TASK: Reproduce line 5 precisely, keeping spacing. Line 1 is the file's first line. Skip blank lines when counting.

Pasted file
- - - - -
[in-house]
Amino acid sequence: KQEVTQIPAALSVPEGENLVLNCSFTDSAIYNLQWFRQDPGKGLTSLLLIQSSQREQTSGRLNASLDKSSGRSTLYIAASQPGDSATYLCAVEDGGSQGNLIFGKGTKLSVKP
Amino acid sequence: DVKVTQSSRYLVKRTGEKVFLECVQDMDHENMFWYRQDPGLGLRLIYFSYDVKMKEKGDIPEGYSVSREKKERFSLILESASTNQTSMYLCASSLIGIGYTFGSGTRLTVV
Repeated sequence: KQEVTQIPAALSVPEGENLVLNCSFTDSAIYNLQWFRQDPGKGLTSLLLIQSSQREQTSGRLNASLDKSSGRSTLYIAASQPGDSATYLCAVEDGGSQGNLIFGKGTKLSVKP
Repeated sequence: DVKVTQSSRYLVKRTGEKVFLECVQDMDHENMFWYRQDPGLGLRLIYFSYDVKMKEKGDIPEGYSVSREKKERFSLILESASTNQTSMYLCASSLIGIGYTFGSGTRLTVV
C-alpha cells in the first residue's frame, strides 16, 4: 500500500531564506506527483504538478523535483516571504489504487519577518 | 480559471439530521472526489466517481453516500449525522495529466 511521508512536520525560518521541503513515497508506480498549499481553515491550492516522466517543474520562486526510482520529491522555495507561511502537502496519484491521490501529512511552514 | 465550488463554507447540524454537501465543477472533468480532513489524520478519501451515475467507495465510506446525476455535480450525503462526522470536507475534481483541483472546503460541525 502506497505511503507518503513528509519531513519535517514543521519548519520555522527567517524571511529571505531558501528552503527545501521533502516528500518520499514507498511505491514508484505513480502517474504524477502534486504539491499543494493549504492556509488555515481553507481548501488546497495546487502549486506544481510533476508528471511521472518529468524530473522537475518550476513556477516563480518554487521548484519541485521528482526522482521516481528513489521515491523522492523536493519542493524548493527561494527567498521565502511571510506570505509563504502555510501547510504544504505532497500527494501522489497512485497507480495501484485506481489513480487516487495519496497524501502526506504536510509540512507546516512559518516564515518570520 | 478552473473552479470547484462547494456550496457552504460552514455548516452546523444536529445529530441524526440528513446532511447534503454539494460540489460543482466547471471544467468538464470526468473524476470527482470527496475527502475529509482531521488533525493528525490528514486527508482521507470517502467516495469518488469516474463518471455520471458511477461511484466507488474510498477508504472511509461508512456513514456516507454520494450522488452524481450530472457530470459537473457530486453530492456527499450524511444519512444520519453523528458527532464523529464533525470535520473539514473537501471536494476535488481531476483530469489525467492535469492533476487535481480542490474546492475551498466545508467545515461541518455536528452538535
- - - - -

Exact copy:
Repeated sequence: DVKVTQSSRYLVKRTGEKVFLECVQDMDHENMFWYRQDPGLGLRLIYFSYDVKMKEKGDIPEGYSVSREKKERFSLILESASTNQTSMYLCASSLIGIGYTFGSGTRLTVV